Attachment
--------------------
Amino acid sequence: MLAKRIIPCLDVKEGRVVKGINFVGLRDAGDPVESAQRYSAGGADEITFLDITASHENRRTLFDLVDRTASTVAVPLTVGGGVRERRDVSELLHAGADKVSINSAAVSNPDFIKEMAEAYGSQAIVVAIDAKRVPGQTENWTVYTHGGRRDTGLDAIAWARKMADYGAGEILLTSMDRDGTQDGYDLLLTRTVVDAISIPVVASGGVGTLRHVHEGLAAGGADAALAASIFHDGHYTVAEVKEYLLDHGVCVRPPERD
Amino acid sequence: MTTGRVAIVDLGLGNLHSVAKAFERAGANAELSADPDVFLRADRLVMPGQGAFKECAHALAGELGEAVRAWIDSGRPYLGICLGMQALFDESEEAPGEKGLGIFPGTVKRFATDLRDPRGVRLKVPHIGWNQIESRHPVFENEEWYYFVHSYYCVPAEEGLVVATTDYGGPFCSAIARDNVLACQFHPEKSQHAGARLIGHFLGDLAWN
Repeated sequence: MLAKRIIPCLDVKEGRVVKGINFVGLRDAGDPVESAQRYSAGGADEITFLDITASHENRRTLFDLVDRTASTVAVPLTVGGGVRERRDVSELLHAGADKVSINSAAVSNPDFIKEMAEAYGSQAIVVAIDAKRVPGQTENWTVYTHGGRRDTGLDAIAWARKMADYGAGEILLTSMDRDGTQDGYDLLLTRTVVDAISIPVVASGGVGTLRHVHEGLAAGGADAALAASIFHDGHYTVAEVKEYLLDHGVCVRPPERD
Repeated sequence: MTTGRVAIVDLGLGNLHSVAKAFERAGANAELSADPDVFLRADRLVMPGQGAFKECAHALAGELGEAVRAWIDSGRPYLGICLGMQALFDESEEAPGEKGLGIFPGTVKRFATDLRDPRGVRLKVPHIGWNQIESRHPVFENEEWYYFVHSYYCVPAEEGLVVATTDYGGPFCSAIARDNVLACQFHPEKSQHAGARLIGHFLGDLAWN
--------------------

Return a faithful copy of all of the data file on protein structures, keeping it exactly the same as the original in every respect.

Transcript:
Amino acid sequence: MLAKRIIPCLDVKEGRVVKGINFVGLRDAGDPVESAQRYSAGGADEITFLDITASHENRRTLFDLVDRTASTVAVPLTVGGGVRERRDVSELLHAGADKVSINSAAVSNPDFIKEMAEAYGSQAIVVAIDAKRVPGQTENWTVYTHGGRRDTGLDAIAWARKMADYGAGEILLTSMDRDGTQDGYDLLLTRTVVDAISIPVVASGGVGTLRHVHEGLAAGGADAALAASIFHDGHYTVAEVKEYLLDHGVCVRPPERD
Amino acid sequence: MTTGRVAIVDLGLGNLHSVAKAFERAGANAELSADPDVFLRADRLVMPGQGAFKECAHALAGELGEAVRAWIDSGRPYLGICLGMQALFDESEEAPGEKGLGIFPGTVKRFATDLRDPRGVRLKVPHIGWNQIESRHPVFENEEWYYFVHSYYCVPAEEGLVVATTDYGGPFCSAIARDNVLACQFHPEKSQHAGARLIGHFLGDLAWN
Repeated sequence: MLAKRIIPCLDVKEGRVVKGINFVGLRDAGDPVESAQRYSAGGADEITFLDITASHENRRTLFDLVDRTASTVAVPLTVGGGVRERRDVSELLHAGADKVSINSAAVSNPDFIKEMAEAYGSQAIVVAIDAKRVPGQTENWTVYTHGGRRDTGLDAIAWARKMADYGAGEILLTSMDRDGTQDGYDLLLTRTVVDAISIPVVASGGVGTLRHVHEGLAAGGADAALAASIFHDGHYTVAEVKEYLLDHGVCVRPPERD
Repeated sequence: MTTGRVAIVDLGLGNLHSVAKAFERAGANAELSADPDVFLRADRLVMPGQGAFKECAHALAGELGEAVRAWIDSGRPYLGICLGMQALFDESEEAPGEKGLGIFPGTVKRFATDLRDPRGVRLKVPHIGWNQIESRHPVFENEEWYYFVHSYYCVPAEEGLVVATTDYGGPFCSAIARDNVLACQFHPEKSQHAGARLIGHFLGDLAWN